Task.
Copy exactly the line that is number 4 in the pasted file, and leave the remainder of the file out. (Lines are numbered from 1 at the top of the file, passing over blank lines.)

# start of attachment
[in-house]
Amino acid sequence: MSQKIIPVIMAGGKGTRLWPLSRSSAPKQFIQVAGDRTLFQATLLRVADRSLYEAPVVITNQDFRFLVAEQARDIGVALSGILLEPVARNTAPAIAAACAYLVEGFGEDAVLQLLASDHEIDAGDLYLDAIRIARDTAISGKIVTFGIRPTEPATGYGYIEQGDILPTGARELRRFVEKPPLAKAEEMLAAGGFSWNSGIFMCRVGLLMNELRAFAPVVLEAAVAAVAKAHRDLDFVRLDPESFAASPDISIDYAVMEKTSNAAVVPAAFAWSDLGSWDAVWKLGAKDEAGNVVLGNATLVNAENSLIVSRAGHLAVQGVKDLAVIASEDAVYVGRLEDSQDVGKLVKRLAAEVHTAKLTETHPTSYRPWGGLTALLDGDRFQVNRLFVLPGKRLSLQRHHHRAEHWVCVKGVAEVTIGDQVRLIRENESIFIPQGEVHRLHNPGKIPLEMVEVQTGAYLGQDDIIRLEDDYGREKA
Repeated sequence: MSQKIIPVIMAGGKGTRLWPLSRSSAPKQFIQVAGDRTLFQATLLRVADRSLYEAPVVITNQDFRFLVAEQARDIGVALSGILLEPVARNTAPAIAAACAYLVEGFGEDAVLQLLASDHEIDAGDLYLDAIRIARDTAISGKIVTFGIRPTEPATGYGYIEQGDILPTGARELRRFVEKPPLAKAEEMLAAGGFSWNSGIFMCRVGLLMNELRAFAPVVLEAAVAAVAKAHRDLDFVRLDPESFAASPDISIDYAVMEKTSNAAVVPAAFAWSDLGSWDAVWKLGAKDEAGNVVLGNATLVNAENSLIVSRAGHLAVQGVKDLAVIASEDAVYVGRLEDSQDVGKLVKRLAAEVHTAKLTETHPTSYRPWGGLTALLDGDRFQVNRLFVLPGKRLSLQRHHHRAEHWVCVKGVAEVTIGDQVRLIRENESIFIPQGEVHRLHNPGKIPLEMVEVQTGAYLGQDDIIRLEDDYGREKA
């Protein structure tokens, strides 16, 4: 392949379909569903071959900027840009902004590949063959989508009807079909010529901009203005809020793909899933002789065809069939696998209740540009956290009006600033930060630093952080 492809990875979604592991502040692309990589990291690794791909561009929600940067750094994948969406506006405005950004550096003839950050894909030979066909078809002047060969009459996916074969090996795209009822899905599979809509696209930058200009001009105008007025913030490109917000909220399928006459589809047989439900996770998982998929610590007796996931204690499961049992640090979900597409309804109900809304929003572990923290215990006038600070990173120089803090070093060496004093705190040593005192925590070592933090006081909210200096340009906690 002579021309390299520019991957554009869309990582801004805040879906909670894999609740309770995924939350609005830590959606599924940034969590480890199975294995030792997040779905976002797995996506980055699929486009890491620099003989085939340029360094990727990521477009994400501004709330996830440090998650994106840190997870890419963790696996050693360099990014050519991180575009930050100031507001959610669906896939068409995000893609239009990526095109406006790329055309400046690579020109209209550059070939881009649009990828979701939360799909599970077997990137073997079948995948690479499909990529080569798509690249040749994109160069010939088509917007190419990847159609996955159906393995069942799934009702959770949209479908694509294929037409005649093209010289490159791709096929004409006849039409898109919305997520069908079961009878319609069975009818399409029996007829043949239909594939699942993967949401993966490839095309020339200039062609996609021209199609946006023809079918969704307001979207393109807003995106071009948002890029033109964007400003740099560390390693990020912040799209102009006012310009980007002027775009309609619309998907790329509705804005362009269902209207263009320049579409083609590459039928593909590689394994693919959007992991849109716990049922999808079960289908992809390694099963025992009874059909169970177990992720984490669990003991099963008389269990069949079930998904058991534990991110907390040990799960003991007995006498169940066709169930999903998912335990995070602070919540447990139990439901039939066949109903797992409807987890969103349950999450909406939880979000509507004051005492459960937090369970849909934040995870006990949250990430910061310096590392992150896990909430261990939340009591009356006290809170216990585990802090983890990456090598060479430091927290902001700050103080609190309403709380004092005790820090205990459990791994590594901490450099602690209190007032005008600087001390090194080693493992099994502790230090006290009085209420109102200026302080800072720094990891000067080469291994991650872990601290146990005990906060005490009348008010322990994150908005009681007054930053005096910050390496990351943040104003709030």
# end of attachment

């Protein structure tokens, strides 16, 4: 392949379909569903071959900027840009902004590949063959989508009807079909010529901009203005809020793909899933002789065809069939696998209740540009956290009006600033930060630093952080 492809990875979604592991502040692309990589990291690794791909561009929600940067750094994948969406506006405005950004550096003839950050894909030979066909078809002047060969009459996916074969090996795209009822899905599979809509696209930058200009001009105008007025913030490109917000909220399928006459589809047989439900996770998982998929610590007796996931204690499961049992640090979900597409309804109900809304929003572990923290215990006038600070990173120089803090070093060496004093705190040593005192925590070592933090006081909210200096340009906690 002579021309390299520019991957554009869309990582801004805040879906909670894999609740309770995924939350609005830590959606599924940034969590480890199975294995030792997040779905976002797995996506980055699929486009890491620099003989085939340029360094990727990521477009994400501004709330996830440090998650994106840190997870890419963790696996050693360099990014050519991180575009930050100031507001959610669906896939068409995000893609239009990526095109406006790329055309400046690579020109209209550059070939881009649009990828979701939360799909599970077997990137073997079948995948690479499909990529080569798509690249040749994109160069010939088509917007190419990847159609996955159906393995069942799934009702959770949209479908694509294929037409005649093209010289490159791709096929004409006849039409898109919305997520069908079961009878319609069975009818399409029996007829043949239909594939699942993967949401993966490839095309020339200039062609996609021209199609946006023809079918969704307001979207393109807003995106071009948002890029033109964007400003740099560390390693990020912040799209102009006012310009980007002027775009309609619309998907790329509705804005362009269902209207263009320049579409083609590459039928593909590689394994693919959007992991849109716990049922999808079960289908992809390694099963025992009874059909169970177990992720984490669990003991099963008389269990069949079930998904058991534990991110907390040990799960003991007995006498169940066709169930999903998912335990995070602070919540447990139990439901039939066949109903797992409807987890969103349950999450909406939880979000509507004051005492459960937090369970849909934040995870006990949250990430910061310096590392992150896990909430261990939340009591009356006290809170216990585990802090983890990456090598060479430091927290902001700050103080609190309403709380004092005790820090205990459990791994590594901490450099602690209190007032005008600087001390090194080693493992099994502790230090006290009085209420109102200026302080800072720094990891000067080469291994991650872990601290146990005990906060005490009348008010322990994150908005009681007054930053005096910050390496990351943040104003709030």